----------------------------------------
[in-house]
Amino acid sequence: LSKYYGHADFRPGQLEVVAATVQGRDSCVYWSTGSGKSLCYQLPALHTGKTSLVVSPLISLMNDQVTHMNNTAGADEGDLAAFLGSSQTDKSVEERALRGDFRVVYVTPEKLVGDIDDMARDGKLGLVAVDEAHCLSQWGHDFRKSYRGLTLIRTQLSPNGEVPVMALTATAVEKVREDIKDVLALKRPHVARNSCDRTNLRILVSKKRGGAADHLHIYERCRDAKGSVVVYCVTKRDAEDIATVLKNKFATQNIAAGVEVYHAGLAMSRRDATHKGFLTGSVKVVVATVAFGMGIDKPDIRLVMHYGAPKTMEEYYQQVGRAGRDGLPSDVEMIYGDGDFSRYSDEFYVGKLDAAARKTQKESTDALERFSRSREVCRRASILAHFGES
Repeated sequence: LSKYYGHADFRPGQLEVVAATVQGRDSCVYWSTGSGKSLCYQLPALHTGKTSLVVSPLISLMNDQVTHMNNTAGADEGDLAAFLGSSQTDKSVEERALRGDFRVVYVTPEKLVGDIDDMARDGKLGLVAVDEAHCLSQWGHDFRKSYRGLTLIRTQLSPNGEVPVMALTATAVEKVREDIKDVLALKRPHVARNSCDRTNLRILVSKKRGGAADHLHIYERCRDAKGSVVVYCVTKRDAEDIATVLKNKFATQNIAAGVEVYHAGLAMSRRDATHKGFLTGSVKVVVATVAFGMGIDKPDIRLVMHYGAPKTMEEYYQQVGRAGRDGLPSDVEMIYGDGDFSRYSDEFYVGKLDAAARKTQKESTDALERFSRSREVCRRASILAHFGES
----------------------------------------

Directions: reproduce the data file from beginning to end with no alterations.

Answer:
[in-house]
Amino acid sequence: LSKYYGHADFRPGQLEVVAATVQGRDSCVYWSTGSGKSLCYQLPALHTGKTSLVVSPLISLMNDQVTHMNNTAGADEGDLAAFLGSSQTDKSVEERALRGDFRVVYVTPEKLVGDIDDMARDGKLGLVAVDEAHCLSQWGHDFRKSYRGLTLIRTQLSPNGEVPVMALTATAVEKVREDIKDVLALKRPHVARNSCDRTNLRILVSKKRGGAADHLHIYERCRDAKGSVVVYCVTKRDAEDIATVLKNKFATQNIAAGVEVYHAGLAMSRRDATHKGFLTGSVKVVVATVAFGMGIDKPDIRLVMHYGAPKTMEEYYQQVGRAGRDGLPSDVEMIYGDGDFSRYSDEFYVGKLDAAARKTQKESTDALERFSRSREVCRRASILAHFGES
Repeated sequence: LSKYYGHADFRPGQLEVVAATVQGRDSCVYWSTGSGKSLCYQLPALHTGKTSLVVSPLISLMNDQVTHMNNTAGADEGDLAAFLGSSQTDKSVEERALRGDFRVVYVTPEKLVGDIDDMARDGKLGLVAVDEAHCLSQWGHDFRKSYRGLTLIRTQLSPNGEVPVMALTATAVEKVREDIKDVLALKRPHVARNSCDRTNLRILVSKKRGGAADHLHIYERCRDAKGSVVVYCVTKRDAEDIATVLKNKFATQNIAAGVEVYHAGLAMSRRDATHKGFLTGSVKVVVATVAFGMGIDKPDIRLVMHYGAPKTMEEYYQQVGRAGRDGLPSDVEMIYGDGDFSRYSDEFYVGKLDAAARKTQKESTDALERFSRSREVCRRASILAHFGES